Why vaccines need to be directed to the developing world, wood’s use as a fuel source is feeding growing Irish timber demand and April debit card spending data shows Irish people are ready to ‘splash the cash’ on travel and accommodation. All of these stories are covered in this week’s Insights update from BlackBee.
Last week saw the release of Purchasing Manager Index (PMI) data for April for many major economies. The PMIs, a closely watched economic indicator, signalled that the major developed economies continue to recover strongly. US readings for April were well above the 50 mark indicating a growing economy while the same readings for the Euro zone manufacturing sector were the strongest since records began in 1997. Even in Ireland we saw good progress with April PMI readings growing solidly compared to March.
The US economy has certainly been the first ‘out of the traps’ in the recovery and it really has been boosted by the speed at which its population has been vaccinated, allowing the economy to reopen quickly. However other economic blocs around the world could also benefit from greater access to the range of COVID vaccines. Our chart of the week shows the massive difference between the percentage of the US and Asian populations that have been vaccinated thus far. So we think it was timely last week for President Biden in particular to bring up the possibility of vaccine waivers to speed up the global inoculation effort.
Although it is heartening to see the US economy (the world’s largest economy) now thriving, it is important to remember that once the world economy regains its lost ground from the pandemic, it is the developing economies that will likely be the greatest contributors to world economic growth. So from a long-term economic perspective, it’s important that the vaccine needs of developing economies are also catered for.
Last week was a positive one for equities on the whole with US first quarter earnings helping push markets higher. So far US first quarter earnings are up 46% year on year, the strongest year on year earnings growth since 2010! However not all companies shared in the gains. A number of COVID 19 vaccine producers were hit badly by the news that vaccine patents could be waived temporarily to aid the global inoculation effort. Moderna and Biontech for example had shed over 10% by Thursday however industry officials commented on Friday that the patent waivers would not have an immediate effect on financials as they were not counting on sales from developing countries. Moderna and Biontech rebounded somewhat on Friday closing the week 9% and 2.5% lower. Elsewhere the technology sector hit a speed bump on Tuesday from an unlikely source. Janet Yellen, former Fed Chairperson and now US Treasury Secretary suggested that were the US economy to overheat as a result of stimulus spending the US Fed would have to consider raising interest rates. These comments caused the technology sector to fall by nearly 2% on the day, hurting its performance on the week.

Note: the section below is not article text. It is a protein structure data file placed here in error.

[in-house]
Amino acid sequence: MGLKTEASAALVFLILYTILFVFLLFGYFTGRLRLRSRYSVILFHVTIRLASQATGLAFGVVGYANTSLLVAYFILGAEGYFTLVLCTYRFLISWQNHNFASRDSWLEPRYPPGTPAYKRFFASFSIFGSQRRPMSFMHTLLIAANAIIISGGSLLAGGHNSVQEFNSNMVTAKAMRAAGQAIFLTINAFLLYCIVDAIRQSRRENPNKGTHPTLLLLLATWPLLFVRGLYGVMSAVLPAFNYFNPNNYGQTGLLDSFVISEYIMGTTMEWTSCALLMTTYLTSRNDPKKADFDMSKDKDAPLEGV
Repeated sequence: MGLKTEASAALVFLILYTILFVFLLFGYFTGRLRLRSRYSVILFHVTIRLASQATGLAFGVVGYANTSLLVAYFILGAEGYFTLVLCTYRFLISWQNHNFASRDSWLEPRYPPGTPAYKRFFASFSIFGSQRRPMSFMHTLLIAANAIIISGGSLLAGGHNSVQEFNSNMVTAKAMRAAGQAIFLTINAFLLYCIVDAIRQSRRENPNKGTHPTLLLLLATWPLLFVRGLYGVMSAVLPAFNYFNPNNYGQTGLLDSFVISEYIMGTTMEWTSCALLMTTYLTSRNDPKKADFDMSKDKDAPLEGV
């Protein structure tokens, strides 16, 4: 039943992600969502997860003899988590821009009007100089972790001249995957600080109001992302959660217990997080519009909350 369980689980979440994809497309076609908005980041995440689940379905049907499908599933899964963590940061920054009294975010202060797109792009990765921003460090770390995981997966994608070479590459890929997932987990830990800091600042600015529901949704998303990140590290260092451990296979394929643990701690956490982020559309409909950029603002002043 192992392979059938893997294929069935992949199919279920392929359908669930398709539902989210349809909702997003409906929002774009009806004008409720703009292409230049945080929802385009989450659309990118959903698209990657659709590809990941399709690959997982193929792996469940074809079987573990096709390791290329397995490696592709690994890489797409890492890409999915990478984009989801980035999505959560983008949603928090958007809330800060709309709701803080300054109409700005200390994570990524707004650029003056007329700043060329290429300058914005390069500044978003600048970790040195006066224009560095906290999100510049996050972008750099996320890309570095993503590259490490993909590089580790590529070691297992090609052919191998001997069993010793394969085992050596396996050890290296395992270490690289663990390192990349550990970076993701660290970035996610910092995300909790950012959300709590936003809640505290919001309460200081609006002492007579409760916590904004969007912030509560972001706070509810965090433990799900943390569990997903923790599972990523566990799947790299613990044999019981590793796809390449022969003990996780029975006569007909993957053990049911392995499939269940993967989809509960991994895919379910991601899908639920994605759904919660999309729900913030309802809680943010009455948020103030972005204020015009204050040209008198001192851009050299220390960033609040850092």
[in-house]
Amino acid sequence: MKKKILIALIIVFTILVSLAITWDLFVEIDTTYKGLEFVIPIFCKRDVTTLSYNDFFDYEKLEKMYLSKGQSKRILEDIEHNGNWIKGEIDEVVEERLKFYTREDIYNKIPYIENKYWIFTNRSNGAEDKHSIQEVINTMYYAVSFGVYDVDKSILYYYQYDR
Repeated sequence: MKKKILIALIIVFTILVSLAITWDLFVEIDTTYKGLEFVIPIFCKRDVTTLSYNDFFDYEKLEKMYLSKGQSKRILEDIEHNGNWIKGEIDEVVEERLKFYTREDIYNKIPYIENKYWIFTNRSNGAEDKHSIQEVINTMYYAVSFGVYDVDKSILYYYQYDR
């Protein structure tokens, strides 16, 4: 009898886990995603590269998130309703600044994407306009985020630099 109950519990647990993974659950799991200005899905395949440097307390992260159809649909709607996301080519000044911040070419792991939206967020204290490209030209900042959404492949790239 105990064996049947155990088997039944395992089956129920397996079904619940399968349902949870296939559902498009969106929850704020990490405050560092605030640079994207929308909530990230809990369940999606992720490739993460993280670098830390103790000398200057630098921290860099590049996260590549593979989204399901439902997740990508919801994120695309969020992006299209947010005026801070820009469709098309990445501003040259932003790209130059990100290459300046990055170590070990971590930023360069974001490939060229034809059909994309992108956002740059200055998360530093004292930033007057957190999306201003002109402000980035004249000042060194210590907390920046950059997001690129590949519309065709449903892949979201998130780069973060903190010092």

Long term sovereign government bond yields were largely unchanged last week with little reaction to either Treasury Secretary Yellen’s comments on the possible need for tighter US monetary policy or the Bank of England increasing its 2021 UK growth forecast to 7.25% which if achieved would market the fastest UK growth rate in more than 70 years! The risker parts of the bond space such as high yield and emerging market credits were the winners during the week, riding on the coattails of the gains in the equity market and economically sensitive commodities.